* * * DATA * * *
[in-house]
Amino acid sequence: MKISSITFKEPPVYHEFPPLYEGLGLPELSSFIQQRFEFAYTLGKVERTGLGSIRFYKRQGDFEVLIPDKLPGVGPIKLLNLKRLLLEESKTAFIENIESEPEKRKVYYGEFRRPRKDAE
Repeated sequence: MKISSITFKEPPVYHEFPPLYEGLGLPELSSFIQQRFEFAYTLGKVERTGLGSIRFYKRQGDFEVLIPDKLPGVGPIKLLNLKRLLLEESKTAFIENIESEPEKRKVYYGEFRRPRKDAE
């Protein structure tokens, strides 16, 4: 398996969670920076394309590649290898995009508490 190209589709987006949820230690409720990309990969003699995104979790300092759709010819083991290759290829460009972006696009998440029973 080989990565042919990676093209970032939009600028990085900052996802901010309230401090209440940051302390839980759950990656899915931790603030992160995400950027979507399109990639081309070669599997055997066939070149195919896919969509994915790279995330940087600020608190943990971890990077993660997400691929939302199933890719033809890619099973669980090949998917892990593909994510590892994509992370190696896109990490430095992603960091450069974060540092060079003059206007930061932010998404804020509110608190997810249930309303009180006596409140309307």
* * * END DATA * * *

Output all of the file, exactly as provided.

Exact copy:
[in-house]
Amino acid sequence: MKISSITFKEPPVYHEFPPLYEGLGLPELSSFIQQRFEFAYTLGKVERTGLGSIRFYKRQGDFEVLIPDKLPGVGPIKLLNLKRLLLEESKTAFIENIESEPEKRKVYYGEFRRPRKDAE
Repeated sequence: MKISSITFKEPPVYHEFPPLYEGLGLPELSSFIQQRFEFAYTLGKVERTGLGSIRFYKRQGDFEVLIPDKLPGVGPIKLLNLKRLLLEESKTAFIENIESEPEKRKVYYGEFRRPRKDAE
């Protein structure tokens, strides 16, 4: 398996969670920076394309590649290898995009508490 190209589709987006949820230690409720990309990969003699995104979790300092759709010819083991290759290829460009972006696009998440029973 080989990565042919990676093209970032939009600028990085900052996802901010309230401090209440940051302390839980759950990656899915931790603030992160995400950027979507399109990639081309070669599997055997066939070149195919896919969509994915790279995330940087600020608190943990971890990077993660997400691929939302199933890719033809890619099973669980090949998917892990593909994510590892994509992370190696896109990490430095992603960091450069974060540092060079003059206007930061932010998404804020509110608190997810249930309303009180006596409140309307």